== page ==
Failure to timely resolve the Tigray Ethiopian conflict will kill the hope of Ethiopia emerging into a middle income country. The resurgence of the Tigray Defense Force and the refusal of the Ethiopian government to negotiate with Tigray’s leaders predicts a prolonged conflict triggering decline into a state of increasing poverty and dependency .
Most of the members of the United Nations clearly see that there is humanitarian crisis in the Tigray region of Ethiopia reminiscent of the previous famines. The clear obstruction of international aid and even communication to the region is perceived as mostly the fault of the Ethiopian government. The presence of the headquarters of the African Union as well the continental headquarters of the United Nations in the Ethiopian capital city of Addis Ababa along with its frequent role as an intermediary in solving African conflicts stands in stark contrast to the “no negotiation” stand of the Ethiopian government.
The Tigray Peoples Liberation Front leaders have stated they wish to negotiate a peace on the following conditions: that restoration of its pre-war condition of semi-autonomy as called for in the Ethiopian constitution. All invading forces of Eritrea, Amhara, and the Ethiopian National Defense Force must leave Tigray. Blockage of power, fuel, food, travel, banking, and communication would be ceased. The 1991 borders of Tigray would remain unchanged. A decision on whether to stay a part of Ethiopia or become independent would be decided by referendum. Those who committed war crimes must be brought to trial.
The increasing isolation of the Ethiopian government from the international community has implications for the welfare of its people and economic growth. The highly touted visit of Samantha Power, recognized genocide expert and now head of the USAID, was basically shunned by the Ethiopian Prime Minister and his ministers. She accused Ethiopia of “brutal treatment of Tigray.. that personal issue were favored over national issues”.
During her brief one day stay she found 58,000 metric tons of international aid stored in a warehouse in Addis Ababa which apparently the Ethiopian government had no plans to distribute.
The United States, Britain, and the European Union have called for withdrawal of Tigray forces from outside its traditional borders present prior to the this conflict as well as withdrawal of Eritrean and Ethiopian forces out of Tigray. Much of what the Western democracies are calling for is similar to the Tigray conditions. All parties must cooperate with the flow of aid to Tigray and the restoration of power and communication.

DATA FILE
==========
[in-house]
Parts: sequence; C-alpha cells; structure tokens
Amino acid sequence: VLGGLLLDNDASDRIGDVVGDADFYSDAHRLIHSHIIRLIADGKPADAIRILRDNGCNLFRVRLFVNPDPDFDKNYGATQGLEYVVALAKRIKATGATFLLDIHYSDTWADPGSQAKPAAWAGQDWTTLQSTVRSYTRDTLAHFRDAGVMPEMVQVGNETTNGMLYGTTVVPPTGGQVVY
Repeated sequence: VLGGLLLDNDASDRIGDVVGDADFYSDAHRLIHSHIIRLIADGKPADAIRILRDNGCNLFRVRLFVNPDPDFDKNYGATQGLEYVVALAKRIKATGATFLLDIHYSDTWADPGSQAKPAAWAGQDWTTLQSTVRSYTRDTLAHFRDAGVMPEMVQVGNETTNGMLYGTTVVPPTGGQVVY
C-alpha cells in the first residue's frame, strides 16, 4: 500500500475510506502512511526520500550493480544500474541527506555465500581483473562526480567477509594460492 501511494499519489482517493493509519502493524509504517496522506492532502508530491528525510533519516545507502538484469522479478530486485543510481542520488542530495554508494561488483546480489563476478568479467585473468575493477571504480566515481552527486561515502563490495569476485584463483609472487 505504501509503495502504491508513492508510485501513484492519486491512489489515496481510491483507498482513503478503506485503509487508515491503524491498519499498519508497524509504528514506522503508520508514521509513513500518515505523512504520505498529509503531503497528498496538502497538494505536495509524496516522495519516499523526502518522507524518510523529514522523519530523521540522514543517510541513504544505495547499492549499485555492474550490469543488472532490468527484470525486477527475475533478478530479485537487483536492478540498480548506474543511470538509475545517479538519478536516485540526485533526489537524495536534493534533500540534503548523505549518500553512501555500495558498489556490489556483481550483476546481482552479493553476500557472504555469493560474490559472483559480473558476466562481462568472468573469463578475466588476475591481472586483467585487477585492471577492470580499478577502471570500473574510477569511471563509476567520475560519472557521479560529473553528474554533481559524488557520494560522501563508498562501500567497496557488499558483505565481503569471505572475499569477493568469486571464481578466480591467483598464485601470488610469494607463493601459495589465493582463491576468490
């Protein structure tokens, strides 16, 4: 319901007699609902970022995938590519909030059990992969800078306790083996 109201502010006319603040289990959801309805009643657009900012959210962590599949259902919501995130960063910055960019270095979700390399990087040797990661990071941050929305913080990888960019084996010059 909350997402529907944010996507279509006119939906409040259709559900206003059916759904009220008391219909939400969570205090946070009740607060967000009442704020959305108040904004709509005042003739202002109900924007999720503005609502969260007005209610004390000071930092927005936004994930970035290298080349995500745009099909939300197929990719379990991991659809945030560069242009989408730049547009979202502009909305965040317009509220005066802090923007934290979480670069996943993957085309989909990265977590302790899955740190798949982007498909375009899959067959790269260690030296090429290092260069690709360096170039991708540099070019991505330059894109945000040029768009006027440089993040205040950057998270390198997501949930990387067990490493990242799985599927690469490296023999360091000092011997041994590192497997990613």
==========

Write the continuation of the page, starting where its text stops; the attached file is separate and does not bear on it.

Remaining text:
The reality is that the crisis of Ethiopia is not just in Tigray. At this point the Ethiopian birr is trading at 75 birr per US dollar which is a historic high. Inflation is over 40% for this year alone. Huge multibillion dollar deficits exist between Western countries and China with Ethiopia. The economic output from the country does not meet its import needs of food, fuel, and basic materials for industrial and agricultural development. According to the World Bank Ethiopia remains one of the poorest countries in the world with a real per capital income of only $850 pear year. Although its annual rate of growth has been positive this is a false indicator because the denominator is so low. Before the Tigray conflict 1 in 4 Ethiopians was requiring international food aid to survive. The continuous waves of COVID-19 in a country with minimal hospital resources and vaccination have further impeded its attempt improve the lot of its people.
Rebellion against the Ethiopian government is not just in Tigray. The attempt to consolidate power into a single political party, the Prosperity Party, coinciding with a movement towards a national Ethiopian identity has incited opposition in almost every region. As I previously wrote about this identity is more accepted by the Amhara ethnic group and others who are educated in Addis Ababa. Much of the opposition not just in Tigray is a really a revolt to oppression of the national identity felt by the regional states.
When you combine the effect of ongoing poverty, war, pandemic, and political struggle for identity it is hard to see a bright economic future. In the current global environment of cautious economic growth where the only major gains have come upon a greater reliance of internet transactions it seems likely that Ethiopia will have a difficult time participating. Ethiopia has very poor communications. Only 40% of Ethiopians have a cell phone or any phone and 20% have any connection to the internet. The internet present in Ethiopia is very slow and very expensive.
Millions of people from Tigray, Amhara, Afar, and the Southern regions of Ethiopia are now displaced by ethnic conflict. The locust swarms of the past year caused by an usual wet season added to a severe reduction in harvests that feed the population and sustain farming families who make up 90% of the economic output of Ethiopia. Even before the Tigray Ethiopia conflict the need for food aid was rising.
Prime Minister’s bold claims that Ethiopia will emerge as a superpower rivaling China and the United States by 2060 and the dominant force of Africa in this decade are obvious fantasies. Instead it seems likely that failure to resolve the war will add to the general decline of Ethiopia into a state of stagnation, increasing dependency, and misery. The author hopes the Tigray leaders and the Ethiopian Prime Minister will cooperate with finding a solution for the benefit of all parties.